2013 Best Best & Krieger Labor Employment Update

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2013 Best Best & Krieger Labor Employment Update

  1. 1. Labor & Employment Law
  2. 2. Labor & Employment Law Annual Labor and Employment Law Update for 2013 December 11, 2012
  3. 3. Labor & Employment Law Speakers • Alison Alpert Partner, BB&K • Roger Crawford Partner, BB&K • Joseph Ortiz Partner, BB&K
  4. 4. Labor & Employment Law Speakers • Arlene Prater Partner, BB&K • Cynthia Germano Partner, BB&K
  5. 5. Labor & Employment Law New Legislation PRESENTED BY Roger Crawford Partner
  6. 6. Labor & Employment Law AB 1844 •Adds Labor Code section 980, which prohibits companies from asking job applicants and employees for access to their social media accounts. Access may be requested, however, as part of an investigation into misconduct. •Application to public employers?
  7. 7. Labor & Employment Law AB 2386 •Amends the Fair Employment and Housing Act (FEHA) to prohibit discrimination against breastfeeding mothers. Redefines the definition of “sex” to include breastfeeding and medical conditions related to breastfeeding. •Declaratory of current law.
  8. 8. Labor & Employment Law AB 1964 • Amends Government Code section 12926(p) to include religious dress and grooming practices as covered “beliefs and observances” against religious discrimination. • FEHA's “significant difficulty or expense” definition of undue hardship, not the narrower federal Title VII standard, applies to the FEHA religious discrimination section. • Also specifies that segregation, such as assigning an employee to a stock room out of public view, will no longer be an acceptable religious accommodation.
  9. 9. Labor & Employment Law AB 2674 •Amends Labor Code section 1198.5 to require employers to respond to employees’ written request for personnel files within 30 days. Also allows for review of personnel file by an “employee representative.”
  10. 10. Labor & Employment Law AB 2103 •Amends Labor Code section 515(d) to provide that, regardless of any agreement between an employer and an employee, salaried, non- exempt employees must be paid overtime that is at a rate of at least 1.5 times the weekly salary divided by no more than 40.
  11. 11. Labor & Employment Law AB 2675 •Adds Labor Code section 2751, which requires that commission plans be in writing and acknowledged by employees. Commissions do not include “temporary, variable incentive payments that increase, but do not decrease, payment under the written contract.”
  12. 12. Labor & Employment Law AB 1744 and SB 1255 •Amends Labor Code section 226 to require that itemized wage statements for employees of temporary services employers include the rate of pay and total hours worked on each assignment. •Also broadens the definition of “injury” under Section 226 so that an employee may recover penalties even in the absence of an actual injury.
  13. 13. Labor & Employment Law SB 1193 • No later than April 1, 2013, certain business are required to post a notice in a conspicuous place near the entrance of the establishment, or in another conspicuous location in clear view of the public and employees where similar notices are customarily posted, that contains information about organizations that provide services to eliminate slavery and human trafficking. • Department of Justice is tasked with developing a model notice that complies with requirements.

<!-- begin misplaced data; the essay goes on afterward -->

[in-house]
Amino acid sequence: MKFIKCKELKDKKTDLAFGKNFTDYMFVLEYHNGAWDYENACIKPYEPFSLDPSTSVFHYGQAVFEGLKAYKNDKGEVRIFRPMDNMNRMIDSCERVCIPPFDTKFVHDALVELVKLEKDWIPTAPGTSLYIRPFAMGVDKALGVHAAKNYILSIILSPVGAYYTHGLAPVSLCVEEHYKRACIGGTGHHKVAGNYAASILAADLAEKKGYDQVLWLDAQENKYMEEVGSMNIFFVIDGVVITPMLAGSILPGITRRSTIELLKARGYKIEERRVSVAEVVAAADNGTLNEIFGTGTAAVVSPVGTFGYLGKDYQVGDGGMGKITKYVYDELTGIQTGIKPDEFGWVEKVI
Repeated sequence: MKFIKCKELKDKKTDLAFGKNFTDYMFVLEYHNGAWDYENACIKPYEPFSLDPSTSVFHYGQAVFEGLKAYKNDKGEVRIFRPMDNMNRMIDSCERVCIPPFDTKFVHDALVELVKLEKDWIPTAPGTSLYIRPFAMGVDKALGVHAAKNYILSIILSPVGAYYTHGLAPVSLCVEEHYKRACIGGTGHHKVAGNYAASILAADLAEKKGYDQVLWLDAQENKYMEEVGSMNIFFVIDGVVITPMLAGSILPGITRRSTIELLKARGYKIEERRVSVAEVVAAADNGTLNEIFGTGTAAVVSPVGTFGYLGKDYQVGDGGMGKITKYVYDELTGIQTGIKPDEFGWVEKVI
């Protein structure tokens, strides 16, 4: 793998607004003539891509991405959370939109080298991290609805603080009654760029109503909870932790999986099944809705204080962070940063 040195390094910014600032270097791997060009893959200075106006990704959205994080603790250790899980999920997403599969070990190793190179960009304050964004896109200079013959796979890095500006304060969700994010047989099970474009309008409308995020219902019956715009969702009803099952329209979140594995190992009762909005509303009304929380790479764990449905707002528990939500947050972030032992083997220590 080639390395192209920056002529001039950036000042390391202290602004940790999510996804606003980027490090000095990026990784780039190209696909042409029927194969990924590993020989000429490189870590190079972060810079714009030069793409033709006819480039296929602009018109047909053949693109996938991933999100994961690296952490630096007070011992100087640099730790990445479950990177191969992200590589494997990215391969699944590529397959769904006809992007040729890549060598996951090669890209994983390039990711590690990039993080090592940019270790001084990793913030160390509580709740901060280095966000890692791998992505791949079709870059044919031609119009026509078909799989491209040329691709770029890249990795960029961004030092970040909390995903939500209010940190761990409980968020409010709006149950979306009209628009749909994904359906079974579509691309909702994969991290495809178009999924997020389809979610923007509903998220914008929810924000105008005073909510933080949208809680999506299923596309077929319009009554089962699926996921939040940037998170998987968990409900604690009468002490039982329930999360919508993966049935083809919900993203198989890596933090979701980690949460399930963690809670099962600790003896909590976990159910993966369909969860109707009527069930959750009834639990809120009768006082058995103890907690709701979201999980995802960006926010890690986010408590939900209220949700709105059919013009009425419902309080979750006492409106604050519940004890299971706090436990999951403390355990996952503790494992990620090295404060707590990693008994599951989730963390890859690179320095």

14. 14. Labor & Employment Law New Legislation (Public) PRESENTED BY Alison Alpert, Esq. Partner Joseph Sanchez, Esq. Partner
  15. 15. Labor & Employment Law Assembly Bill 1203 Paid Leaves of Absence for Unelected Members • Amends sections 45210 and 88210 of the Education Code. • Requires a school district or a community college district to provide a paid leave of absence to a classified employee who is an unelected member of a school district public employee organization or community college district public employee organization for activities the member is authorized by the organization to attend. • Requires the employee organization to reimburse the school district or community college district on behalf of an unelected member who receives a paid leave of absence. • Requires an employee organization to provide reasonable notification to the employer requesting a leave of absence without loss of compensation for any of the above-described activities.
  16. 16. Labor & Employment Law AB 1908 • AB 1908 amends sections 45117 and 88017 of the Education Code. • Requires written notice be given to a classified employee of a school district or community college district subject to layoff not less than 60 days before the effective layoff date if the termination date of a specially funded program is other than June 30, or if a classified employee is subject to layoff as a result of a bona fide reduction or elimination of a service performed by a department.
  17. 17. Labor & Employment Law AB 340 and 197 • Implements comprehensive pension reform – Public Employees’ Pension Reform Act of 2013 (PEPRA). • PEPRA applies to all public employers and pension plans on or after Jan. 1, 2013 with the exception of the University of California, as well as charter cities and charter counties that do not participate in the California Public Employees’ Retirement System (CalPERS) or the ‘37 Act System including the cities of Los Angeles, San Francisco, Fresno, San Diego, and San Jose. It also excludes any retirement plan approved by the voters of any entity before Jan. 1, 2013.